I did the first part, but there's also the second part as well:


    I managed to do it for f(x). But the way I did it, was to draw some sketches of cos x, cos 2x, cos 3x from 0 to pi, and show that the area of each is 0. (I'm not sure I would get away with it at an actual exam)
    But I can't do this for f(x)cosx, and I feel there's another approach apart from sketches.
    For the first integral, I am not sure how you did the graphical approach but wouldn't just be simpler to actually integrate \displaystyle\int_0^{\pi} \cos kx\; dx? The result is quasi-immediate \forall k.
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    (Original post by dantheman1261)
    Do you know what the integral of cos(x) is? And similarly for cos(kx)? (Which function, I mean)
    Well, INT cos x = sin x, right?
    But I dont know how to generalise it for cos kx, where k belongs to N.
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    (Original post by Dog4444)
    Well, INT cos x = sin x, right?
    But I dont know how to generalise it for cos kx, where k belongs to N.
    Okay - what is  \frac{d}{dx}(sin(kx)) ? That should give you a clue how to generalise it
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    (Original post by dantheman1261)
    Okay - what is  \frac{d}{dx}(sin(kx)) ? That should give you a clue how to generalise it
    Didn't try inspection. Int cos kx = (1/k)sinkx. What makes f(x) part clear. Thanks.
    But I still can't do f(x)cosx. The only idea I have is to integrate by parts 2cosx(sinx+1/2sin2x+1/3sin3x...1/n sin nx), what doesn't seem nice in my head(EDIT: actually, I will try this out).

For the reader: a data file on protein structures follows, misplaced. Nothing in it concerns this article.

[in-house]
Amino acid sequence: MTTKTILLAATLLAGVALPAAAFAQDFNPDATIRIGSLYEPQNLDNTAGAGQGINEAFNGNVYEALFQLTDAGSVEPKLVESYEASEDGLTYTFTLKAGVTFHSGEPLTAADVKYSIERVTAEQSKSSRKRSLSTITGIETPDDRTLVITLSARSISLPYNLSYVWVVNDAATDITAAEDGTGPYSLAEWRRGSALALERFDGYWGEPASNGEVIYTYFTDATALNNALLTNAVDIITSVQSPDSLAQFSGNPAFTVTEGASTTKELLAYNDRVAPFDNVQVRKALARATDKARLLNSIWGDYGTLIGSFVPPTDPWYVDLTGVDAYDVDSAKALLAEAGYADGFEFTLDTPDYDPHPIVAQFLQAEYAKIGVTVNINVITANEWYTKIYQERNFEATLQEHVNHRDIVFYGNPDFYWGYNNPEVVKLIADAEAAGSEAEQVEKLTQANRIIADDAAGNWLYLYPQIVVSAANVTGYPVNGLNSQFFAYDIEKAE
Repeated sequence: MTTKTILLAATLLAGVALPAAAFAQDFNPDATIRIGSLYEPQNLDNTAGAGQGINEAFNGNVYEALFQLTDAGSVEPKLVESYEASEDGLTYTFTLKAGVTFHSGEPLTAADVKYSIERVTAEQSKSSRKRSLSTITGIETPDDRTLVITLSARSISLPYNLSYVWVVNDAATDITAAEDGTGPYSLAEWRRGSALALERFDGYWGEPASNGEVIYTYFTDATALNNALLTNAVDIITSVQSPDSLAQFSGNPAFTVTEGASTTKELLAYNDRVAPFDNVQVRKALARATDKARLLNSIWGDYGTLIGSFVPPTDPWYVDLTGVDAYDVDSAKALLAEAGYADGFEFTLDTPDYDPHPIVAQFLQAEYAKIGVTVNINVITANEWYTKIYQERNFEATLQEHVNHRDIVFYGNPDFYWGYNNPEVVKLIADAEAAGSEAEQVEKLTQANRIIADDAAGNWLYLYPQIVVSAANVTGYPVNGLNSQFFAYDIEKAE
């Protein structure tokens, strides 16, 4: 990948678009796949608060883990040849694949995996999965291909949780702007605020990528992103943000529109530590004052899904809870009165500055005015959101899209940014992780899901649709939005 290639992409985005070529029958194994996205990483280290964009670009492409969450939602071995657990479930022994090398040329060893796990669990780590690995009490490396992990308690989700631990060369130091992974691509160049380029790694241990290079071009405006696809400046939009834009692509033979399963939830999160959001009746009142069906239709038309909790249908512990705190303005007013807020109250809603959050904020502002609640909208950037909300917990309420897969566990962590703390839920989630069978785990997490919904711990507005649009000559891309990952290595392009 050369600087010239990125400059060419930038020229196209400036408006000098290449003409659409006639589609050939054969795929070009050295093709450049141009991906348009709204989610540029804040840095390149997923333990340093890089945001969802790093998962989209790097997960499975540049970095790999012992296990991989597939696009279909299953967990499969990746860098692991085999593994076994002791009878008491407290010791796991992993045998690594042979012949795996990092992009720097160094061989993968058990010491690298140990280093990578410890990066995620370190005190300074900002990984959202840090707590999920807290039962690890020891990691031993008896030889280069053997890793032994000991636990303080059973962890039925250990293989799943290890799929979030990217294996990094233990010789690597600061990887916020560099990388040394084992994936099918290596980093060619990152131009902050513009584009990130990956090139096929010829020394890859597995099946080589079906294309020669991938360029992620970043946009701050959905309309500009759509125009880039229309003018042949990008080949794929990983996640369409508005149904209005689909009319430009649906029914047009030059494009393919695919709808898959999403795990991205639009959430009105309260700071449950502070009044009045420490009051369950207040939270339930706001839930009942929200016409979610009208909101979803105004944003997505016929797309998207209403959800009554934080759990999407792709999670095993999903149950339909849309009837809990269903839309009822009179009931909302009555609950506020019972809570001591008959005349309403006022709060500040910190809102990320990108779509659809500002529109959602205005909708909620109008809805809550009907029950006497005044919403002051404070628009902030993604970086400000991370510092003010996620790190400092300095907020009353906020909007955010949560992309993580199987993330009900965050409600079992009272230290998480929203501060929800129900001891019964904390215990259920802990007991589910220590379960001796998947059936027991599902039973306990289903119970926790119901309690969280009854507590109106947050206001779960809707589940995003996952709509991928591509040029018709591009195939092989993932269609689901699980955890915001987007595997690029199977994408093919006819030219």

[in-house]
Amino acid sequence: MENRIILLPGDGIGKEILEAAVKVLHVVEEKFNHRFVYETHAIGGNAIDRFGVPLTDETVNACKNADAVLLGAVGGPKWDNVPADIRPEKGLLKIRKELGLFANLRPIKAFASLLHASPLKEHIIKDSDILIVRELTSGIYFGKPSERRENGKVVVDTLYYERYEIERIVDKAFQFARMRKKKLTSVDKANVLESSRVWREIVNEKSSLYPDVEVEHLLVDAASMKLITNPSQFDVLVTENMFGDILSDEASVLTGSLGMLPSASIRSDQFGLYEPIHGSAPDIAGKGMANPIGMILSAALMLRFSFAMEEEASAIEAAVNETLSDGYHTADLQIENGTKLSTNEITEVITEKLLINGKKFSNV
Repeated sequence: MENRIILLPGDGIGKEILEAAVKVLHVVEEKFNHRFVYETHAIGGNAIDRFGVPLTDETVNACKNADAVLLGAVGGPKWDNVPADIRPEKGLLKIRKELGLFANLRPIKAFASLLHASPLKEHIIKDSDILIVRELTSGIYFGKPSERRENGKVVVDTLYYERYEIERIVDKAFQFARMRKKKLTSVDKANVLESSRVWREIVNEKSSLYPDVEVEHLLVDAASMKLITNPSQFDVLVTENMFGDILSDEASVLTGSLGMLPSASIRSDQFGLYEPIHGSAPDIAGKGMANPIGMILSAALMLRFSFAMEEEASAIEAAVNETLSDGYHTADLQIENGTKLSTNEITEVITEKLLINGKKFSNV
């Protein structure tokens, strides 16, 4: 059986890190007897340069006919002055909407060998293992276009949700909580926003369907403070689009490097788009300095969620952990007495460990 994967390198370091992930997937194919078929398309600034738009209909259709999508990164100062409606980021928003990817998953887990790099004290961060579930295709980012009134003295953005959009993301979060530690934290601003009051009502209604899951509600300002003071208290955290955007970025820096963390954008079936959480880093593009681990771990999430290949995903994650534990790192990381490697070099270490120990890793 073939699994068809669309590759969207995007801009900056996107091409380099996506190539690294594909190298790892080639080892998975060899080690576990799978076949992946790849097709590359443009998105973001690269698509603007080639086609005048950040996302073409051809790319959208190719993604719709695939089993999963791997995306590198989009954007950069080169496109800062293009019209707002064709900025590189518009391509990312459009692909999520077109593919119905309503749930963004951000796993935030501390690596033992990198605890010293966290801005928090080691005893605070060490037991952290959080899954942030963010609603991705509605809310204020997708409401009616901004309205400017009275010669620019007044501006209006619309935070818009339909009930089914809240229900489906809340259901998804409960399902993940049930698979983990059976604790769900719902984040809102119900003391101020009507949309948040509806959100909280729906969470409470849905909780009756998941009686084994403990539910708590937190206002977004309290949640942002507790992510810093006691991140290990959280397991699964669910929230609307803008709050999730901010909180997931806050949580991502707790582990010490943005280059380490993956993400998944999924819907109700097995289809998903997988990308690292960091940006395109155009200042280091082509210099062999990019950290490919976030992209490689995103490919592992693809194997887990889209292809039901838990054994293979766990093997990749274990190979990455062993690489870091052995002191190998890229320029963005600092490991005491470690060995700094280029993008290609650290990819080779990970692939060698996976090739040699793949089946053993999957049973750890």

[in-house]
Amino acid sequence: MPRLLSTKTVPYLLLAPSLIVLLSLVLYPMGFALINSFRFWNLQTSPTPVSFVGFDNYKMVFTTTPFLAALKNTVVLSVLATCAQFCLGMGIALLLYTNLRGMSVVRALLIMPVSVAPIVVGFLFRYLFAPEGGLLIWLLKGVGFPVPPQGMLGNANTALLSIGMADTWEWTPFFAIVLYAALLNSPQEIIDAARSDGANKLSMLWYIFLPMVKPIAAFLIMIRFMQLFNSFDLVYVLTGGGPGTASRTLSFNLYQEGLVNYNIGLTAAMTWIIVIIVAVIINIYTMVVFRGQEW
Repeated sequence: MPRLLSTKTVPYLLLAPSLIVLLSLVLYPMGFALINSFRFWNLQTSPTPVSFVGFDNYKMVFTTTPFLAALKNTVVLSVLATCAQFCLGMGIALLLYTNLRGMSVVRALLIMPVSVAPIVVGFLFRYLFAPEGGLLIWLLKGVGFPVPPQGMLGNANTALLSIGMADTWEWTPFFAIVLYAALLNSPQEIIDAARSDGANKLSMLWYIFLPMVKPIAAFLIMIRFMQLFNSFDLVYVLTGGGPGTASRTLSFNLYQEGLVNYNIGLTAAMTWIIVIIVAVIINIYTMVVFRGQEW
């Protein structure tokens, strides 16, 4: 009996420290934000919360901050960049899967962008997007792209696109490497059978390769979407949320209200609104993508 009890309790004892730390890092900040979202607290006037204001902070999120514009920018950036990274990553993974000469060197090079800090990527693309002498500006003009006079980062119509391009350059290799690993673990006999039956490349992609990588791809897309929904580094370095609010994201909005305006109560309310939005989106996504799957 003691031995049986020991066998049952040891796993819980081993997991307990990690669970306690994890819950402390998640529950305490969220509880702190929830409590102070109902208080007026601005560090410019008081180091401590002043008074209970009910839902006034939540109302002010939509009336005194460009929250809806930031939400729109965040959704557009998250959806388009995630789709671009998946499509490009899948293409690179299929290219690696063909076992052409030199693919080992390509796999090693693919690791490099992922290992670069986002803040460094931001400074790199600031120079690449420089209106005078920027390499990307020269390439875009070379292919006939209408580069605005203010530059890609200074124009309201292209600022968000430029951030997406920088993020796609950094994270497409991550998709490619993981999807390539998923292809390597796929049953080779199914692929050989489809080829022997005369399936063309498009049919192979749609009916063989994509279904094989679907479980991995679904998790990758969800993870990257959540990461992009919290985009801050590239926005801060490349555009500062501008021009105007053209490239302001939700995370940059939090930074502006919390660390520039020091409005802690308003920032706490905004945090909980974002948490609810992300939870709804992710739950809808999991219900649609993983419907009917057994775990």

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    (Original post by Dog4444)
    Didn't try inspection. Int cos kx = (1/k)sinkx.
    Spoiler:
    Show

    For the record, this works with any function: \displaystyle\int f(ax)\;dx=\frac{1}{a} F(ax) where a is real and non-zero.
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    (Original post by Dog4444)
    Didn't try inspection. Int cos kx = (1/k)sinkx. What makes f(x) part clear. Thanks.
    But I still can't do f(x)cosx. The only idea I have is to integrate by parts 2cosx(sinx+1/2sin2x+1/3sin3x...1/n sin nx), what doesn't seem nice in my head(EDIT: actually, I will try this out).
    You would be looking at \displaystyle\sum_{k=1}^n\int_0^  {\pi} \cos x\cos kx\;dx not \displaystyle\sum_{k=1}^n\int_0^  {\pi} \frac{1}{k}\cos x\sin kx\;dx

    Anyhow, remember that you don't have only one expression for f...

    (a double IBP should work though - just seems a bit tedious!)
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    (Original post by Dog4444)
    Didn't try inspection. Int cos kx = (1/k)sinkx. What makes f(x) part clear. Thanks.
    But I still can't do f(x)cosx. The only idea I have is to integrate by parts 2cosx(sinx+1/2sin2x+1/3sin3x...1/n sin nx), what doesn't seem nice in my head(EDIT: actually, I will try this out).
    So we want  \int_{0}^{\pi} ( f(x)cos(x) ) dx = \int_{0}^{\pi} ( cos(x) + cos^{2}(x) + \dots + cos(nx)cos(x) ) dx

    No doubt there is more than one way of doing this - do you have any ideas? If you've tried some stuff with no luck, then:

    Spoiler:
    Show
    Take a look at part (i), where it gives  sin(k+\frac{1}{2})x - sin(k-\frac{1}{2})x and see if that gives you any inspiration!
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    (Original post by dantheman1261)
    So we want  \int_{0}^{\pi} ( f(x)cos(x) ) dx = \int_{0}^{\pi} ( cos(x) + cos^{2}(x) + \dots + cos(nx)cos(x) ) dx
    I did integrate cosxcoskx by parts twice and got to:
    

\displaystyle

\int cosxcoskx = (1-k^2)(coskxsinx-ksinkxcosx)
    And from that I assume that
    

\displaystyle

\int_{0}^{\pi} cosxcoskx = 0
    Is that right?
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    (Original post by Dog4444)
    I did integrate cosxcoskx by parts twice and got to:
    

\displaystyle

\int cosxcoskx = (1-k^2)(coskxsinx-ksinkxcosx)
    And from that I assume that
    

\displaystyle

\int_{0}^{\pi} cosxcoskx = 0
    Is that right?
    What happens when k = 1?
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    (Original post by DFranklin)
    What happens when k = 1?
    Thanks, it seems to be true for K>1 though.